Play Ball with a Polluter – or Not?

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Green
marketing guru Jacquie Ottman weighs in on the brouhaha over
ExxonMobil’s high-profile advertising efforts at the Washington
Nationals’ new green ballpark.

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Posted Sept. 2, 2008

By Jacquelyn Ottman, Sustainable Life Media

ExxonMobil is coming around to the fact that a green reputation is
necessary to compete. Among other steps, they are investing in their
R3M technology to remotely detect oil and gas and reduce drilling. From
a marketing perspective, they are running an extensive campaign in
major dailies and newsweeklies, and among other things, are sponsoring the Washington Nationals’ LEED-certified baseball park.

            

But not everyone is so comfortable with Exxon’s green marketing
efforts. Sponsorship of the baseball park is drawing flack from
environmental activists, who are pressing the Nationals to cancel
Exxon’s contract. Alan Jeffers, a spokesman for ExxonMobil notes that
[ExxonMobil] gets criticized for not doing enough for the environment,
then get criticized when we do.” Does he have a legitimate beef?

          

Analyze the situation from all angles. Defend Exxon’s right to free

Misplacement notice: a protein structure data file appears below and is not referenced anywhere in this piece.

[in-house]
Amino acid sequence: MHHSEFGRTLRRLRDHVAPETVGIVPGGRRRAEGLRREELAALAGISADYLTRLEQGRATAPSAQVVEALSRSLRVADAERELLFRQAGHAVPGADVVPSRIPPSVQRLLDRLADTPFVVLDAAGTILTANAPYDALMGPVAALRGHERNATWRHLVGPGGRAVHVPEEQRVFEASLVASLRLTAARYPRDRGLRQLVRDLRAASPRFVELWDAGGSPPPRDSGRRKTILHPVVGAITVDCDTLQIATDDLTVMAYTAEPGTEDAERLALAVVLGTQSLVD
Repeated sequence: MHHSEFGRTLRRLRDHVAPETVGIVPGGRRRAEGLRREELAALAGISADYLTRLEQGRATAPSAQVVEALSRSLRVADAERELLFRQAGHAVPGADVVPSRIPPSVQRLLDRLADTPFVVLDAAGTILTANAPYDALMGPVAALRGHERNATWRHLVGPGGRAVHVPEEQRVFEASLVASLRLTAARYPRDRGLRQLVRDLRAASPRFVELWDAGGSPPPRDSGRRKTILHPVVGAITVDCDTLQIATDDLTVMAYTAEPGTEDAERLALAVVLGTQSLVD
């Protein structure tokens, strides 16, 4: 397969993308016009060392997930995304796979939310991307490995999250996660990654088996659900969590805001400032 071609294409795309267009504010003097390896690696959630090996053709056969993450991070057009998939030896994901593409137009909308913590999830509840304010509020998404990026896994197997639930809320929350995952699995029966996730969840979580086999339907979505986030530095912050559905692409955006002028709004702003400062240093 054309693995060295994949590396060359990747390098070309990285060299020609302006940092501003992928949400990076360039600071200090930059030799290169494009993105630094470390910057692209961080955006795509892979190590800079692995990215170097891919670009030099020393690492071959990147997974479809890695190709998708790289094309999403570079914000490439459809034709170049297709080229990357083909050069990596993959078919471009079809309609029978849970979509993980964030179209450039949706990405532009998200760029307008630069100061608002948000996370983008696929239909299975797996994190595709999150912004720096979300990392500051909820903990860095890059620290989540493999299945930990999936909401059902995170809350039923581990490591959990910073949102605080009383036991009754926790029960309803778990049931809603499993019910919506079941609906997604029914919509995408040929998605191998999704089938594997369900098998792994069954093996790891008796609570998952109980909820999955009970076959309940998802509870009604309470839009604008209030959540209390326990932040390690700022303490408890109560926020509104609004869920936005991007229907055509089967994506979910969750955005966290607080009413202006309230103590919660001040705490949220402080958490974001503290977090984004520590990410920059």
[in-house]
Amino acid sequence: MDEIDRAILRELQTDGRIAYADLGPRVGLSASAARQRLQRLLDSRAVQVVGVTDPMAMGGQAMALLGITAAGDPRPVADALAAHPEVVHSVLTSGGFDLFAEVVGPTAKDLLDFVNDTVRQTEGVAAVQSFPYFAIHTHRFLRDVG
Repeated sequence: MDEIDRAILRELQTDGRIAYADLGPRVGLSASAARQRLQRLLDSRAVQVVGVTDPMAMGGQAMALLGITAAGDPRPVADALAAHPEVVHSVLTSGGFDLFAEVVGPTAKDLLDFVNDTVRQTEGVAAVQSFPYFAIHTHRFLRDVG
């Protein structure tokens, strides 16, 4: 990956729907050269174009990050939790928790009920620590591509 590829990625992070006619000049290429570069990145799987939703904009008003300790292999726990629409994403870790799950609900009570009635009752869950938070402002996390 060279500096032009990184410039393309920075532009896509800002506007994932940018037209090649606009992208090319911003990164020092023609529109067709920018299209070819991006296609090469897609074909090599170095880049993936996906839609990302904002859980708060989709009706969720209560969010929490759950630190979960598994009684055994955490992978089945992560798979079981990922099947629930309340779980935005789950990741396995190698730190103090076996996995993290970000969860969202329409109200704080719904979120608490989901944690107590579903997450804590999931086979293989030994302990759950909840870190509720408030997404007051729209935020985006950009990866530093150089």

speech. Think about the financial support for a LEED-certified ballpark
that might not be so easily replaced if support were withdrawn. Do ball
fans question, or are they even aware of – Exxon’s environmental record?

      

Consider any excuse for Exxon to advertise in the ballpark, but
never forget that activists are leery of a former environmental
transgressor’s commitment. And they’ll quickly don their policeman’s
cap to protect an unsuspecting public from greenwash.

            

Given their history of environmental transgressions, Exxon would be
best advised to pursue exemplary initiatives but not rely on paid
advertising to tout them. Rather, they should defer to the power of
third parties, PR efforts, the press, employees, and supportive
influentials to make their case for them until its safe to “go in the
water” on their own.

          

Still reeling from accusations of child labor abuses over a decade
ago, Nike has yet to invest a penny in paid green marketing efforts.
Yet, a track record of positive CSR and sustainable design innovation such as Recycle-a-Shoe and the Considered product line has garnered them much positive publicity.

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Jacquelyn A. Ottman is president of J. Ottman Consulting. A regular contributer to SLM, Jacquie hosts our weekly Sustainable Brands e-newsletter.

No Responses to “Play Ball with a Polluter – or Not?”

  1. I’m concerned that Ms. Ottoman is suggesting a marketing approach rather than a sustainable approach. Perhaps ExxonMobil’s efforts are in earnest, but a better approach to determine their earnestness is not whether they are financially supporting a ballfield but in what ratio their “green” efforts measure up to their 20th century model of drill, baby, drill. I’d wager that they will extract as much oil from the ground as they possibly can before they are prohibited from doing so or it runs out. EcoAmerica? Just what is this site. Seems like the greenwash companies tried to pull about ten years ago, creating their own NGOs to say how great they were.

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